Phonemic Awareness: Step 6 Helping Students Thrive with Phonemes

The final steps in Phonological Awareness is adding, deleting, substituting, and manipulating phonemes. These are critical skills to bridging phonics.

Let’s wrap this up with Phonemic Awareness. As mentioned before, Phonological Awareness is oral and students need to understand letters and sounds before the symbols are added. Previously, we have looked at matching beginning (alliteration) and ending (rhyming) sounds…moved to identifying words in a sentencesyllables in the words…and breaking words into onset and rime. We are at the phonemic level now. We are focusing on the individual sounds in a word (and it has nothing to do with letters).

As with all things phonological, there are steps, but we are at the end.

Compound Word Combine and Divide

Students can start the process of phonemic awareness, by blending and segmenting. The easiest way to practice blending and segmenting is starting with compound words.  Asking students to combine and divide compound words gives them a “concrete” place to start. There is meaning in each part of the word, so combining it and separating it makes sense. We need to lead them in careful, explicit practice. First, start with combining two words to make a new word. I usually did this by holding out a hand with each word, then asking them to clap a new word.

Teacher: “basket”     “ball” (making sure to put a pause between words)

Students: “basketball”

Next step in phonemic awareness, ask the students to divide the compound word. You can hold you hands clasped and as they respond, you separate your hands with each word.

Teacher: “airport”

Students: “air”        “port”

Compound Word Delete Parts

The final steps in Phonological Awareness is adding, deleting, substituting, and manipulating phonemes. These are critical skills to bridging phonics.

Once students have an understanding of combining and dividing word parts with compound words, you progress to deleting word parts. Starting with deleting the initial word part, helps students keep the last word they heard.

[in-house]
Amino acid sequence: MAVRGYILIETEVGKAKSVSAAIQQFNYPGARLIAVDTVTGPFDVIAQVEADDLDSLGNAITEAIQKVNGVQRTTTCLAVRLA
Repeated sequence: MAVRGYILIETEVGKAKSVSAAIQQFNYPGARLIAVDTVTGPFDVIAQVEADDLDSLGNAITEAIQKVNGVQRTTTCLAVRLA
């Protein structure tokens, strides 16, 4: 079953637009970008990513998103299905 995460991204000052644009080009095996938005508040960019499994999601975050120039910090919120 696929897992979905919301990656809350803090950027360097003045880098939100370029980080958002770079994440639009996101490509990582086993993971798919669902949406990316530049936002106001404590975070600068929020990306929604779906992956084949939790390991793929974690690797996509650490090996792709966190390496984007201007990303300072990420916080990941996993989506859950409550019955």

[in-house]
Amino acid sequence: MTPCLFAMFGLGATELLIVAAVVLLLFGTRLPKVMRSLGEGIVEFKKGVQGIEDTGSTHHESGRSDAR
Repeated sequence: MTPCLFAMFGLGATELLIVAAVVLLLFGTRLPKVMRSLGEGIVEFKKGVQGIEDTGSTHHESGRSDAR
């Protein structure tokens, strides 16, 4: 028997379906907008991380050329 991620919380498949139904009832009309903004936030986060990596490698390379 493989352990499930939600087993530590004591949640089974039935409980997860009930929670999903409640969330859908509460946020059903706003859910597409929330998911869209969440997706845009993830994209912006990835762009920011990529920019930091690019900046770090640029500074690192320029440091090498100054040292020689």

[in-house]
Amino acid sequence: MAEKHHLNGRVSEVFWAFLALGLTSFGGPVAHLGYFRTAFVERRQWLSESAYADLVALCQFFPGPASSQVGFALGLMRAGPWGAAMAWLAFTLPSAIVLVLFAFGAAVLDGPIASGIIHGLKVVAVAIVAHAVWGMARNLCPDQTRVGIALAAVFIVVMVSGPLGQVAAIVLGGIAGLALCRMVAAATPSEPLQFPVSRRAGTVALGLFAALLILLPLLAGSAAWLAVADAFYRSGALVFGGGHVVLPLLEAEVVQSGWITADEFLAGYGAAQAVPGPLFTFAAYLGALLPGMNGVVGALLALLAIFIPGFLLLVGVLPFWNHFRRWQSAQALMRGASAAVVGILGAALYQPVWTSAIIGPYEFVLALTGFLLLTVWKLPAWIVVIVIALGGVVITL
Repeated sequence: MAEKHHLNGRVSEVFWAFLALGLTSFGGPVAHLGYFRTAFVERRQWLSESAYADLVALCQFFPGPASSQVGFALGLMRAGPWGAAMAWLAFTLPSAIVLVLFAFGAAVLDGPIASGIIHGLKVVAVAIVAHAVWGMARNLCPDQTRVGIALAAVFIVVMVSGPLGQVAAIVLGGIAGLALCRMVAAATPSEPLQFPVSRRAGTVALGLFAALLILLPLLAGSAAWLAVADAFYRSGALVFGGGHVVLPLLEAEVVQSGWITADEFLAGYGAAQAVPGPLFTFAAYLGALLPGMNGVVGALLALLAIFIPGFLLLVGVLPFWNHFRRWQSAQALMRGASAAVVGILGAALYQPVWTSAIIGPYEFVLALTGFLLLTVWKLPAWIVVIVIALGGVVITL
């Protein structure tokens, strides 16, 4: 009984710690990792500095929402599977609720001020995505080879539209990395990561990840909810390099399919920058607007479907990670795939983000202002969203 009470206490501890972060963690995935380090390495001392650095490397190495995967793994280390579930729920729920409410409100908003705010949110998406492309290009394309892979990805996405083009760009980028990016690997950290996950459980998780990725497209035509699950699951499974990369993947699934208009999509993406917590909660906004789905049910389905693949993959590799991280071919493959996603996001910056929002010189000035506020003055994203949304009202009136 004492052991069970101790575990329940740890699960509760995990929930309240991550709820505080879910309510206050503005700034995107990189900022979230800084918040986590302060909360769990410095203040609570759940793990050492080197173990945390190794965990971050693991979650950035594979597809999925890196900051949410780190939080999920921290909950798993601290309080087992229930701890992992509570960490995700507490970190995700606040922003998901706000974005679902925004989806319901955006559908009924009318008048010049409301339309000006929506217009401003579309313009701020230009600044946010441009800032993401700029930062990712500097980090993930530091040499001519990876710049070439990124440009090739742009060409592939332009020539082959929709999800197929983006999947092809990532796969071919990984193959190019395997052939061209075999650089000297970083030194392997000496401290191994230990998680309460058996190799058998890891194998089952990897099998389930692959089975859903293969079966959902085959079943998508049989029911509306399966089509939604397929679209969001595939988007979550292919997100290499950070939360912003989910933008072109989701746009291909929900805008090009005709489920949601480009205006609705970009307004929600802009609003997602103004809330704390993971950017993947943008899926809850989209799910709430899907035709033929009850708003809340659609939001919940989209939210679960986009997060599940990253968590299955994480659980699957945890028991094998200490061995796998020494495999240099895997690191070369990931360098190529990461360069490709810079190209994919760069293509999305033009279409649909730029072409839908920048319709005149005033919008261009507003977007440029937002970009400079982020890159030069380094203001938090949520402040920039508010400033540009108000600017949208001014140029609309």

Teacher: “Say basketball.”

Students: “Basketball.”

Teacher: “Now say it again but take away basket.”

Students: “Ball.”


Finally, they are asked to delete the final word part.

Teacher: “Say cupcake.”

Students: “Cupcake.”

Teacher: “Now say it again but take away cake.”

Students: “Cup.”

From there, students learn to add and delete phonemes in words. Helping them practice this skill can be a critical step in independently encoding and decoding.

Word Ladders are my Favorite!

Finally, let’s talk word ladders. I absolutely love word ladders. Word ladders allow students to substitute and manipulate phonemes all at one time! Students follow step-by-step directions to manipulate words. The more this is automatic, the more students can do this while they read and write words.

The last sets in my Phonological Awareness BIG Bundle, help with Adding, Deleting, Substituting, and Manipulating.

The Adding and Deleting Set has 5 different activities: Adding and Deleting with Compound Words, Adding and Deleting Word Parts with Compound Words, Adding and Deleting Word Parts with Onset/Rime, Adding and Deleting Initial Word Parts, and Adding and Deleting Final Word Parts.

Substituting and Manipulating Phonemes
Substituting and Manipulating Phonemes

The Substituting Set has 3 different activities: Find the Change, Write the Change, and How did it Change?

The Manipulating Set has 5 different activities: Substitute the Target Word, Add to the Target, Add and Delete Phoneme Writing, Manipulate the Target Word, and Word Ladders.

Phonemic Awareness: Step 6 Helping Students Thrive with Phonemes

Make sure you check out the BIG BUNDLE, as well. It has everything you can need and more.

Cathy Collier

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